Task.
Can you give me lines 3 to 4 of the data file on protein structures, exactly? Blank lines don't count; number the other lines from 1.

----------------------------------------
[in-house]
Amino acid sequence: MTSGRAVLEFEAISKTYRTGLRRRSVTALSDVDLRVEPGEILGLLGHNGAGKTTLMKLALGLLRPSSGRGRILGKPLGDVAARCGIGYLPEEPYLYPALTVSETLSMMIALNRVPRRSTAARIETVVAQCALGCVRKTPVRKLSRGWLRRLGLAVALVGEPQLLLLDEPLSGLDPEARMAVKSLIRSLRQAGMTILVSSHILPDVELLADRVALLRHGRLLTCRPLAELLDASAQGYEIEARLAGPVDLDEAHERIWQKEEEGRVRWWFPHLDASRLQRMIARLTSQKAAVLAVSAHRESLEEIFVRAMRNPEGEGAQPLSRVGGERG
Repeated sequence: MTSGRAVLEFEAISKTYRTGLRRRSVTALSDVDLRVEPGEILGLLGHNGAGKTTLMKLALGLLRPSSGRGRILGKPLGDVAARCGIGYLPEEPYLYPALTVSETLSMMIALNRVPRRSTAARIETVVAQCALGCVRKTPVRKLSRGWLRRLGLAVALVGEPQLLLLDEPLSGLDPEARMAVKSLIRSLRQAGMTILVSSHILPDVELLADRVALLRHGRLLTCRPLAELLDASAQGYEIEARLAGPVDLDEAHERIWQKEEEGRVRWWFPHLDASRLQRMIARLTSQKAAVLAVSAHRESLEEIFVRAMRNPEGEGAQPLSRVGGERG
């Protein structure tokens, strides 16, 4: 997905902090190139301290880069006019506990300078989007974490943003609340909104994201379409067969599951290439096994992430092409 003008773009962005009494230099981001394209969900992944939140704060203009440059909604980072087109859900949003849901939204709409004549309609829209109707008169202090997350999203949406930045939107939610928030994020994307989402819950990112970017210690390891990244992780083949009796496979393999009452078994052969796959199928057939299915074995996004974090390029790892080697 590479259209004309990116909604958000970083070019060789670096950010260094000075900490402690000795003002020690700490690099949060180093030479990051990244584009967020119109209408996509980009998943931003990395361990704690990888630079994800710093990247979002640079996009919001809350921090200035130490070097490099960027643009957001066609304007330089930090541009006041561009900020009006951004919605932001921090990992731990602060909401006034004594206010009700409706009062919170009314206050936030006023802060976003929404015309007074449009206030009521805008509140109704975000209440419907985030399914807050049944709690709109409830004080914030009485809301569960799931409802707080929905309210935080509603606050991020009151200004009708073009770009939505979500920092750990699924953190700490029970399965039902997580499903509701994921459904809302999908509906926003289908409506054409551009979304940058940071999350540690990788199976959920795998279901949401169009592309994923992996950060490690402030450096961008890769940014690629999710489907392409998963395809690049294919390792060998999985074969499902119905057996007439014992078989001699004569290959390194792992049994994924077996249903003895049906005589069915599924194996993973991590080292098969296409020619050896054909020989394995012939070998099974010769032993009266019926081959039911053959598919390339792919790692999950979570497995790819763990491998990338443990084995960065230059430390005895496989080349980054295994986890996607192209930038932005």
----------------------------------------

Repeated sequence: MTSGRAVLEFEAISKTYRTGLRRRSVTALSDVDLRVEPGEILGLLGHNGAGKTTLMKLALGLLRPSSGRGRILGKPLGDVAARCGIGYLPEEPYLYPALTVSETLSMMIALNRVPRRSTAARIETVVAQCALGCVRKTPVRKLSRGWLRRLGLAVALVGEPQLLLLDEPLSGLDPEARMAVKSLIRSLRQAGMTILVSSHILPDVELLADRVALLRHGRLLTCRPLAELLDASAQGYEIEARLAGPVDLDEAHERIWQKEEEGRVRWWFPHLDASRLQRMIARLTSQKAAVLAVSAHRESLEEIFVRAMRNPEGEGAQPLSRVGGERG
């Protein structure tokens, strides 16, 4: 997905902090190139301290880069006019506990300078989007974490943003609340909104994201379409067969599951290439096994992430092409 003008773009962005009494230099981001394209969900992944939140704060203009440059909604980072087109859900949003849901939204709409004549309609829209109707008169202090997350999203949406930045939107939610928030994020994307989402819950990112970017210690390891990244992780083949009796496979393999009452078994052969796959199928057939299915074995996004974090390029790892080697 590479259209004309990116909604958000970083070019060789670096950010260094000075900490402690000795003002020690700490690099949060180093030479990051990244584009967020119109209408996509980009998943931003990395361990704690990888630079994800710093990247979002640079996009919001809350921090200035130490070097490099960027643009957001066609304007330089930090541009006041561009900020009006951004919605932001921090990992731990602060909401006034004594206010009700409706009062919170009314206050936030006023802060976003929404015309007074449009206030009521805008509140109704975000209440419907985030399914807050049944709690709109409830004080914030009485809301569960799931409802707080929905309210935080509603606050991020009151200004009708073009770009939505979500920092750990699924953190700490029970399965039902997580499903509701994921459904809302999908509906926003289908409506054409551009979304940058940071999350540690990788199976959920795998279901949401169009592309994923992996950060490690402030450096961008890769940014690629999710489907392409998963395809690049294919390792060998999985074969499902119905057996007439014992078989001699004569290959390194792992049994994924077996249903003895049906005589069915599924194996993973991590080292098969296409020619050896054909020989394995012939070998099974010769032993009266019926081959039911053959598919390339792919790692999950979570497995790819763990491998990338443990084995960065230059430390005895496989080349980054295994986890996607192209930038932005």